Look, I took courses on the street in the school of hard knocks. I am not one to go around calling women prostitutes for renting their bodies when men are engaged in renting out their souls as well. People naturally want power, status has power, and wealth today buys the highest status in the minds of many competitors.
I lived on the Upper West Side, where I habituated a popular restaurant and bar on West 79th Street called Wilsons, and I cannot remember how many times a women asked me “What do you do?” and did not get around to asking my name after I answered. Clubs like Wilsons were called “meat markets” by guys who cruised meat markets to meet women.
The ladies were on the hunt as well, and usually for something more permanent than a handsome hunk of meat. A qualified man should have a substantial income, therefore, “What do you do?” No matter how smart or helpful a man might be, his “character” is determined by his wealth and how “generous” he is with it. I actually saw many women take the tips their dates had left on the bar as they departed, the gentleman leading the way, of course.
I did not like to be pegged down. I experimentally lied to assess the reactions, and discovered that if I loudly said, “I am a surgeon,” almost every girl at the bar took inordinate interest. If I wanted to be left alone, perhaps because I did not like the girl I encountered, I would just say, “I am a file clerk,” and she would turn her back on me to talk to someone else.
Now there was a jazz lounge on Upper Broadway, in the Nineties, called J’s or Judy’s, I think, where some great musicians appeared. It was not a meat market, far from it, so I was surprised when a woman I was chatting with asked:
“What do you do?”
“I’m a file clerk.”
“Did you say a file clerk?”
“Not only do I file things, I retrieve them as well.”
“You are just what I have been looking for, in my business,” she said, handing me her business card. Would you mind coming to my office on Fifth Avenue tomorrow?”
I may relate what happened afterwards in a novel, where personal truths are always better told as fiction. Yet another version of Swan Lake might do.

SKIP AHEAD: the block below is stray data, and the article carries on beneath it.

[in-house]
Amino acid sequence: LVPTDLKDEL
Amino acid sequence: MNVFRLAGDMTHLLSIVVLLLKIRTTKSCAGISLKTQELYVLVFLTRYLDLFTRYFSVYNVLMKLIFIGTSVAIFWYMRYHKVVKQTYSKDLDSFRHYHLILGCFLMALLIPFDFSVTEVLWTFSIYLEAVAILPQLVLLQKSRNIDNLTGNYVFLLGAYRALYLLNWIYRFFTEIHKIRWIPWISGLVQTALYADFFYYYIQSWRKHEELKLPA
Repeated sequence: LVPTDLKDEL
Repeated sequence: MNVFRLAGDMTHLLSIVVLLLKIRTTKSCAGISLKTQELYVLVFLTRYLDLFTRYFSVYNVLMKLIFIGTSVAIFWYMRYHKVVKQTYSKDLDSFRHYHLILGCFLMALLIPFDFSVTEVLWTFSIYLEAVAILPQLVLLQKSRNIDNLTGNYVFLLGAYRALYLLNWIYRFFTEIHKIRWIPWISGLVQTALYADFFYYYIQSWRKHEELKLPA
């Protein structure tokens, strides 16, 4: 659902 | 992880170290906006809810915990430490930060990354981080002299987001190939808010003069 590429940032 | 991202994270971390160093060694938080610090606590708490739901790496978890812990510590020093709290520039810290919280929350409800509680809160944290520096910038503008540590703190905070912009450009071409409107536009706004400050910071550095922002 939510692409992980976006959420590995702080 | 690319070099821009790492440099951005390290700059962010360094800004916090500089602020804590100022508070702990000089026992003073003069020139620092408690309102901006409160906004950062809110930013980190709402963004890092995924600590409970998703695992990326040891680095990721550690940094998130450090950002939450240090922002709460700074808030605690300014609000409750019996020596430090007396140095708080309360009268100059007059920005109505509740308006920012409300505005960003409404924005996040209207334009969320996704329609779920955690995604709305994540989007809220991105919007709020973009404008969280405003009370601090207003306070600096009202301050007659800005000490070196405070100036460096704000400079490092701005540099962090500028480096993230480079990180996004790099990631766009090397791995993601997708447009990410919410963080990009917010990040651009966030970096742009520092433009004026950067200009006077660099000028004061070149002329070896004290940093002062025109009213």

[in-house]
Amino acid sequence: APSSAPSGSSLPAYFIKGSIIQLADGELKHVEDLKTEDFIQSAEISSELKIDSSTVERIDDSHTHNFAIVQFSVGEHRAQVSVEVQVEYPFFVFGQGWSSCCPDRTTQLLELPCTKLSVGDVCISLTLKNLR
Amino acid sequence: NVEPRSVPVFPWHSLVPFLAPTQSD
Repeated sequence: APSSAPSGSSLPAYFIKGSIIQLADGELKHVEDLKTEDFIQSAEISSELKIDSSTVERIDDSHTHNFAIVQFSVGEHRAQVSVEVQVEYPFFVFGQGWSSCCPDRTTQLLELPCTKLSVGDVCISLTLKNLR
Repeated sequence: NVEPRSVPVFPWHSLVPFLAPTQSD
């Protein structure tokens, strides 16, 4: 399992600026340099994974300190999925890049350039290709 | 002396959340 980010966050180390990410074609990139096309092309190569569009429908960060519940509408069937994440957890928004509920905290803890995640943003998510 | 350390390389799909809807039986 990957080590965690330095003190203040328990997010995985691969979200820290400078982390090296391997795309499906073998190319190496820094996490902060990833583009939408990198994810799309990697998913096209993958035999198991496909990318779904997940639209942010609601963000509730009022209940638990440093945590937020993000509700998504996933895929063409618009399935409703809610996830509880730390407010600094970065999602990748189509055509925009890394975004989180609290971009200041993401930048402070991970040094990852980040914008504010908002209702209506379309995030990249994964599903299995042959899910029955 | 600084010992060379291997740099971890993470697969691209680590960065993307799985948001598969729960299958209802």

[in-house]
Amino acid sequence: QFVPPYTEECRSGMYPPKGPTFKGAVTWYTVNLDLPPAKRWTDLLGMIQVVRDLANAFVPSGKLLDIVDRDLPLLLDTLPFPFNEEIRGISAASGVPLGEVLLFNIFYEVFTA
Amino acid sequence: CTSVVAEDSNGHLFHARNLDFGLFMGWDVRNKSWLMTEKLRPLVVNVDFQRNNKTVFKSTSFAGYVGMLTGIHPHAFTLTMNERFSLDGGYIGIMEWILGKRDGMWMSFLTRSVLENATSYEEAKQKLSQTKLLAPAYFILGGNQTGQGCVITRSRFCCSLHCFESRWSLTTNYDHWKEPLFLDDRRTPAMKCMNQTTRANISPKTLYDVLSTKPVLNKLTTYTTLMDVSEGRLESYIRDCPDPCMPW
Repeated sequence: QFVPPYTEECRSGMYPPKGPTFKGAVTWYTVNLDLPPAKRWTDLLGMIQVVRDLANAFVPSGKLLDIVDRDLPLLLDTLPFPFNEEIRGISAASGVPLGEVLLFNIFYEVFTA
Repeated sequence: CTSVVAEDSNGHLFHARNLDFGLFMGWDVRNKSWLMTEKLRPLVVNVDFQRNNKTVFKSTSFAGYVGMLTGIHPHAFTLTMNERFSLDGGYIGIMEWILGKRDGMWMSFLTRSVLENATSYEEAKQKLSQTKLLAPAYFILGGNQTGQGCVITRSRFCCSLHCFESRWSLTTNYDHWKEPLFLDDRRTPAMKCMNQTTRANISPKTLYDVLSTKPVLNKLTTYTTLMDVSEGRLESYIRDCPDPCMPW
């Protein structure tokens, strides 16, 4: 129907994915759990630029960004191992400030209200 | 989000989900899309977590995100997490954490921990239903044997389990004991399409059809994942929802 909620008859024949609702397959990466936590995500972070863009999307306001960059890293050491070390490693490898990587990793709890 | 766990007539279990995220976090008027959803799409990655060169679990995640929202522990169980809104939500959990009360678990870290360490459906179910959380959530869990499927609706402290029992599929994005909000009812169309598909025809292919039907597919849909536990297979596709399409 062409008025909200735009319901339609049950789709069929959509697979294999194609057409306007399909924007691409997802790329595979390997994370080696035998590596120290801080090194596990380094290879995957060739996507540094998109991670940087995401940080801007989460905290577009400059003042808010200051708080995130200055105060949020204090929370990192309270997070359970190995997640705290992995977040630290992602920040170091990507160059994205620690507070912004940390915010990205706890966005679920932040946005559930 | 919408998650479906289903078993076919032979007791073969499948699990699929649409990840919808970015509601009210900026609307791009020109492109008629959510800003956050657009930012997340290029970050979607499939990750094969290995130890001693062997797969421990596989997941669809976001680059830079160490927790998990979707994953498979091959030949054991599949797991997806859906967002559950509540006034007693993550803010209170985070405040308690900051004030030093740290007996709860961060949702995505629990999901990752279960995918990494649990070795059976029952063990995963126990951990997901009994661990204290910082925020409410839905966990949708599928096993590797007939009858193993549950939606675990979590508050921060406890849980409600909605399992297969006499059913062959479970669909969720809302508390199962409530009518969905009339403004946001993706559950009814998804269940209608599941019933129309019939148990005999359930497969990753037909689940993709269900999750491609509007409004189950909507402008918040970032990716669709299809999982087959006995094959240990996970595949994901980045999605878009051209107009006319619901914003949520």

Taleb is probably right about the Black Swan. Dark matter is invisible so its effects seem to come out of nowhere. He relates that people were walking about shocked and dazed by the unexpected “Black Monday” stock market crash on 19 October 1987 when the average of the index decreased 29.2%, a virtually impossible event according to the Efficient Market Hypothesis; the odds against that happenening at the time were 1 in 10 followed by 45 zeros. I noticed something strange about the mood on the sidewalk when I came out of the Fisk Building near Columbus Circle. I stopped by a bar and asked what was going on. The stock market had crashed! Thirty-three years after I observed the foundations being laid for the World Trade Center, the twin towers had tumbled down! Who would have imagined such a disaster was forthcoming?
Natalie Portman as White Swan in Black Swan movie
We can never make ourselves completely secure from the untoward events fostered by the Black Swan. She is supernatural. We find no instrument between her as cause and her effects. Note that the Black Swan can be a male even though males like to characterize the opposite sex as hysterical.
The Black Swan is within so may not be walled out. Taleb arrived with the virtue of an immigrant after he became an ascetic rebel in a luxurious Lebanese setting “with a vastly sophisticated lifestyle, a prosperous economy, and temperate weather just like California, with snow-covered mountains jutting above the Mediterranean. It attracted a collection of spies (both Soviet and Western), prostitutes (blondes), writers, pimps, drug dealers, adventurers, compulsive gamblers, tennis players, après-skiers, and merchants—all professions that complement each other….”
And then…. “The Lebanese ‘paradise’ suddenly evaporated…. A Black Swan, coming out of nowhere, transformed the place from heaven to hell.”
The only exception I might take at length to Taleb’s classical thesis is the association of catastrophes with color and gender. Some lucky people think success is entirely their own doing, while others confess that luck played a large part. Lady Fortuna has been called a bitch because she is faithful to no man or woman regardless of race, color, or creed. She can bring incredible luck as well as misfortune. Besides, the Goddess of Night conceals not only criminals but lovers.
Is the Black Swan, the “dark side” or alter ego of the American ego, its death instinct, soon to be its suicidal undoing? Will the “Platonic” boxes people think in come tumbling down? Is the American ‘paradise’ about to suddenly evaporate?
Black Stallion 1979
The subtitle of The Black Swan is ‘The Impact of the Highly Improbable.” The highly improbable is still probable. The problem is too complex for the computers to figure out. We might enjoy the day before meeting our maker. We might remove the motive for hate with love and stop looking on people as numbers to be manipulated. The Black Swan might then become our Black Stallion.